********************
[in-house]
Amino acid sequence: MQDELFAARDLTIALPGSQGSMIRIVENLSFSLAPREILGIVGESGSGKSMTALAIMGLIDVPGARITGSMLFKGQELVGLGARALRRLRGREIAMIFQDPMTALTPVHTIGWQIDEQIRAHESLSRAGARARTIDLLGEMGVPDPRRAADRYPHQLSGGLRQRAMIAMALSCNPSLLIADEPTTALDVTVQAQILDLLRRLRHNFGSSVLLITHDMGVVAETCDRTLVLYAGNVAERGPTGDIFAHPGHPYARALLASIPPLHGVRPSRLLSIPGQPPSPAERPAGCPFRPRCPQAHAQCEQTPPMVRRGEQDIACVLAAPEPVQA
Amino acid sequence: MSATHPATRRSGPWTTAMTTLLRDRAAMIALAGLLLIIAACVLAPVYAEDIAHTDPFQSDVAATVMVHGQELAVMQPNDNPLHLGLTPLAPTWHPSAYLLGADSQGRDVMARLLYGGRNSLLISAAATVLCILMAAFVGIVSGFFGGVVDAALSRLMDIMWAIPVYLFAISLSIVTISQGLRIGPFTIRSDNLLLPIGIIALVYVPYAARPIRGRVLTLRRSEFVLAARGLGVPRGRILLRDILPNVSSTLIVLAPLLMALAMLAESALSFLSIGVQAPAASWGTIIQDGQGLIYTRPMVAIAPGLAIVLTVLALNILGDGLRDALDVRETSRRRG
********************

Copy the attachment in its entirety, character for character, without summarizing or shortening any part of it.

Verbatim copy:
[in-house]
Amino acid sequence: MQDELFAARDLTIALPGSQGSMIRIVENLSFSLAPREILGIVGESGSGKSMTALAIMGLIDVPGARITGSMLFKGQELVGLGARALRRLRGREIAMIFQDPMTALTPVHTIGWQIDEQIRAHESLSRAGARARTIDLLGEMGVPDPRRAADRYPHQLSGGLRQRAMIAMALSCNPSLLIADEPTTALDVTVQAQILDLLRRLRHNFGSSVLLITHDMGVVAETCDRTLVLYAGNVAERGPTGDIFAHPGHPYARALLASIPPLHGVRPSRLLSIPGQPPSPAERPAGCPFRPRCPQAHAQCEQTPPMVRRGEQDIACVLAAPEPVQA
Amino acid sequence: MSATHPATRRSGPWTTAMTTLLRDRAAMIALAGLLLIIAACVLAPVYAEDIAHTDPFQSDVAATVMVHGQELAVMQPNDNPLHLGLTPLAPTWHPSAYLLGADSQGRDVMARLLYGGRNSLLISAAATVLCILMAAFVGIVSGFFGGVVDAALSRLMDIMWAIPVYLFAISLSIVTISQGLRIGPFTIRSDNLLLPIGIIALVYVPYAARPIRGRVLTLRRSEFVLAARGLGVPRGRILLRDILPNVSSTLIVLAPLLMALAMLAESALSFLSIGVQAPAASWGTIIQDGQGLIYTRPMVAIAPGLAIVLTVLALNILGDGLRDALDVRETSRRRG